Saturday, February 21, 2015

How to know what to grow

Saturday, February 21, 2015

So you are thinking of starting a garden but have no idea what to plant?  You should grow what you like to eat, but how do you figure out what that is and how much to plant?  I like this idea I ran across a couple of months ago-a two week journal!

Just keep a detailed log of what you eat for two weeks.  You can scale up the amount from 2 weeks to 52 weeks.

Then, think about what you like to eat in season, like fresh tomatoes, America’s favorite garden vegetable.  A single tomato plant will give you a large tomato about every 2 days.  A tomato plant for small tomatoes will give you a few daily.  Add these to the list.

Remember it is so easy to freeze things like tomatoes, peppers, fruit and greens so you can have fresh from the garden year round.

Now you are ready to figure out how many plants of each you need for your family.  You can go here to get the info:

Next step-go purchase your seeds or plants!  For your first garden, I would recommend buying plants as seed starting can be hit or miss for some in the beginning.  You can look on Craig’s list for those who grow plants all natural, organically or visit a local organic nursery.  The big box stores have a wide selection as well.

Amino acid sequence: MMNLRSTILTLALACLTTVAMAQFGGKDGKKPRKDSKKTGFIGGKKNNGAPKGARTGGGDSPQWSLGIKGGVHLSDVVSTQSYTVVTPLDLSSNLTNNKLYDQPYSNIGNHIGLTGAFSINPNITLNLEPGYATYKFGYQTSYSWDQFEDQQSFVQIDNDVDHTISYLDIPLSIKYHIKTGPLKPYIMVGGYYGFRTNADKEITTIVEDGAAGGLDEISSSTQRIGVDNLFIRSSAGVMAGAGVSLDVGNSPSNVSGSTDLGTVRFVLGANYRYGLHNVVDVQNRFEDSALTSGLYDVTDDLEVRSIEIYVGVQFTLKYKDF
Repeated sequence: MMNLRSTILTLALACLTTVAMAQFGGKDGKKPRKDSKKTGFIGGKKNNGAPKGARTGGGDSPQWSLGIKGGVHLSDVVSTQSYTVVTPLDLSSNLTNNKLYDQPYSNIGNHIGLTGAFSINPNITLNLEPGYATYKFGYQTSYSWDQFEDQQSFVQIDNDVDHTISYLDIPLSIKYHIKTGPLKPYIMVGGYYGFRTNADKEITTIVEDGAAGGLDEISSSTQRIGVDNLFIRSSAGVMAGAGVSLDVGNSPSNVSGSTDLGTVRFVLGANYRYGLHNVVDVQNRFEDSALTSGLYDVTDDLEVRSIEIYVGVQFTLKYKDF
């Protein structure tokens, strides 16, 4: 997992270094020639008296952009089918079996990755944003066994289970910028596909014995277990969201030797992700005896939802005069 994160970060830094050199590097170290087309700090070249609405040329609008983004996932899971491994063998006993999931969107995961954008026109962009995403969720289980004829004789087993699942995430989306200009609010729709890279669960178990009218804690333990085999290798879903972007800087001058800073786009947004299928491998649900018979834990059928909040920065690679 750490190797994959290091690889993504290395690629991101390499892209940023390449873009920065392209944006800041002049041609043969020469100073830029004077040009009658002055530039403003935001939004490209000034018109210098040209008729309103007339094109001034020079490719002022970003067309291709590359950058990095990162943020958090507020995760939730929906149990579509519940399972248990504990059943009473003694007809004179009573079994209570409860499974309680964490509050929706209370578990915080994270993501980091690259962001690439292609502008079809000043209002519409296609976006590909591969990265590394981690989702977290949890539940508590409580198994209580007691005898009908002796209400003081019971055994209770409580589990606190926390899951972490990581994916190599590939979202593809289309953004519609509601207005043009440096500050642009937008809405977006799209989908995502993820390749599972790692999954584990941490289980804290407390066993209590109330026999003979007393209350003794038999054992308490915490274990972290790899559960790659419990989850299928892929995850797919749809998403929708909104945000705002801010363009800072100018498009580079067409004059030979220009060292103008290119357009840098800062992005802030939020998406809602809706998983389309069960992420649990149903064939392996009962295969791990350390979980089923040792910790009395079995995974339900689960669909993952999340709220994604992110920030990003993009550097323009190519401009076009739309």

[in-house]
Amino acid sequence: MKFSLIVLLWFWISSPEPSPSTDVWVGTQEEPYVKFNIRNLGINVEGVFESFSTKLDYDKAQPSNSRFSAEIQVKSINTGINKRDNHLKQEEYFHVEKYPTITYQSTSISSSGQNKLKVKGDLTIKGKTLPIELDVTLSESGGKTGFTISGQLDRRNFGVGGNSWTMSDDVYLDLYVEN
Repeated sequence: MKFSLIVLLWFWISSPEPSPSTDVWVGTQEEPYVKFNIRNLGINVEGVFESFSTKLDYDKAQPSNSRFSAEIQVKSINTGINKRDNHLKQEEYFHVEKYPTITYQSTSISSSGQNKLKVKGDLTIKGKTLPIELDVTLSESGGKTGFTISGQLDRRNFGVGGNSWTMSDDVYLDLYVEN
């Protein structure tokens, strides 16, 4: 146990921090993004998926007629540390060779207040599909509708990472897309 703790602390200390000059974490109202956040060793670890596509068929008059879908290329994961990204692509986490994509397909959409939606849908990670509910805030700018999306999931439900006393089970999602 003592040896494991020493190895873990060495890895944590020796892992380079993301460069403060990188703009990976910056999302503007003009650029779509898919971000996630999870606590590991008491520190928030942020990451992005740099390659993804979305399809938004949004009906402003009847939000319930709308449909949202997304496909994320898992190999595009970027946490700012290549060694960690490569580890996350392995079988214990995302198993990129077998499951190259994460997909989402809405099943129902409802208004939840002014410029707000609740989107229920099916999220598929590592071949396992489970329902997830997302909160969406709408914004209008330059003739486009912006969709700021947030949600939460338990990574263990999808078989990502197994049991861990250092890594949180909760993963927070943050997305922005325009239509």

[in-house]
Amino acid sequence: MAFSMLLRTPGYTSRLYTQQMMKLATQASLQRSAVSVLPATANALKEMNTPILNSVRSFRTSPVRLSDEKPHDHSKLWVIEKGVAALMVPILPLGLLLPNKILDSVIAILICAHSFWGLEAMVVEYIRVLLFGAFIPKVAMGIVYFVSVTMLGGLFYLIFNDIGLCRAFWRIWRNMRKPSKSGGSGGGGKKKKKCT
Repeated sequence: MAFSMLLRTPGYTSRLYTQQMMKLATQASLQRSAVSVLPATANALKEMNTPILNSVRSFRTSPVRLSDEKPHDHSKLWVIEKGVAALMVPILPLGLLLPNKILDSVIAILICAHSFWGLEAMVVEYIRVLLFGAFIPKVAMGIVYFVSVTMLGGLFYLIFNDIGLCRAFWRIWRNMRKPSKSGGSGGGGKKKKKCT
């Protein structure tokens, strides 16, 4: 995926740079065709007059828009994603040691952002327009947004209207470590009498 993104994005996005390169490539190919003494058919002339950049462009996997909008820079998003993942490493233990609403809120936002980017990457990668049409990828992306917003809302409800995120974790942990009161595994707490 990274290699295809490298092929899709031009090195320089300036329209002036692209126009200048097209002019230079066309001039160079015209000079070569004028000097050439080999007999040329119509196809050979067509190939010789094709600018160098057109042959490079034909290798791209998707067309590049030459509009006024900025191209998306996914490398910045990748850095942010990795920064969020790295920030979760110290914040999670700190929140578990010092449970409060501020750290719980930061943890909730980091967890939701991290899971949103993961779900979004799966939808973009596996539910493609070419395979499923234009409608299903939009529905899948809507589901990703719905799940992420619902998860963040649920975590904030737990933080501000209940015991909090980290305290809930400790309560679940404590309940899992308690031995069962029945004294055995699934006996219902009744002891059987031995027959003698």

Nurseries can tell you the best time to plant what you are wanting to grow in your garden and give you information on how large the plant grows, and tips for growing them.  They can also recommend an all natural complete fertilizer to use.  The bag will tell you how much to add for each plant.

If you have the space, most herbs are perennials and all are easy to grow.  You can add your favorite herbs to your garden for cooking.  Plants give tons of leaves that are so easy to use fresh or dry in a paper bag for use later.

I plant my veggies and fruits in my flower garden bed.  It has been mulched for years so has lots of organic matter and rich soil.  The flowers attract pollinators that give higher yields and they look great together!

Another wonderful benefit to growing your own is getting the kids involved.  If the little one grows it, they will want to eat it.  A perfect remedy for the picker eater!

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